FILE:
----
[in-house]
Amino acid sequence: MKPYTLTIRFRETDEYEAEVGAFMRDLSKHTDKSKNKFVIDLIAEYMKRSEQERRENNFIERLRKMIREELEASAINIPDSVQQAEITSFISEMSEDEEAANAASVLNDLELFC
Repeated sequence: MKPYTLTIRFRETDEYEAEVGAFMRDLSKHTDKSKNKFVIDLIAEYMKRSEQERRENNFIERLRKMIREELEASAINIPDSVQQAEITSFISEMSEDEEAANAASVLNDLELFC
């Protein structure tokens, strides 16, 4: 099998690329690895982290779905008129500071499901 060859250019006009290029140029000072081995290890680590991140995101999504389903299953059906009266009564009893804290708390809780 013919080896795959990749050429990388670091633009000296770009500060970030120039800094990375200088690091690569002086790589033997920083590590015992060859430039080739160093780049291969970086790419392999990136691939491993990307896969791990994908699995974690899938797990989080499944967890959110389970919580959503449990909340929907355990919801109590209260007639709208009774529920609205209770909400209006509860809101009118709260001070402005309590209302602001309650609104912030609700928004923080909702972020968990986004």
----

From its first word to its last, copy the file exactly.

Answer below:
[in-house]
Amino acid sequence: MKPYTLTIRFRETDEYEAEVGAFMRDLSKHTDKSKNKFVIDLIAEYMKRSEQERRENNFIERLRKMIREELEASAINIPDSVQQAEITSFISEMSEDEEAANAASVLNDLELFC
Repeated sequence: MKPYTLTIRFRETDEYEAEVGAFMRDLSKHTDKSKNKFVIDLIAEYMKRSEQERRENNFIERLRKMIREELEASAINIPDSVQQAEITSFISEMSEDEEAANAASVLNDLELFC
């Protein structure tokens, strides 16, 4: 099998690329690895982290779905008129500071499901 060859250019006009290029140029000072081995290890680590991140995101999504389903299953059906009266009564009893804290708390809780 013919080896795959990749050429990388670091633009000296770009500060970030120039800094990375200088690091690569002086790589033997920083590590015992060859430039080739160093780049291969970086790419392999990136691939491993990307896969791990994908699995974690899938797990989080499944967890959110389970919580959503449990909340929907355990919801109590209260007639709208009774529920609205209770909400209006509860809101009118709260001070402005309590209302602001309650609104912030609700928004923080909702972020968990986004």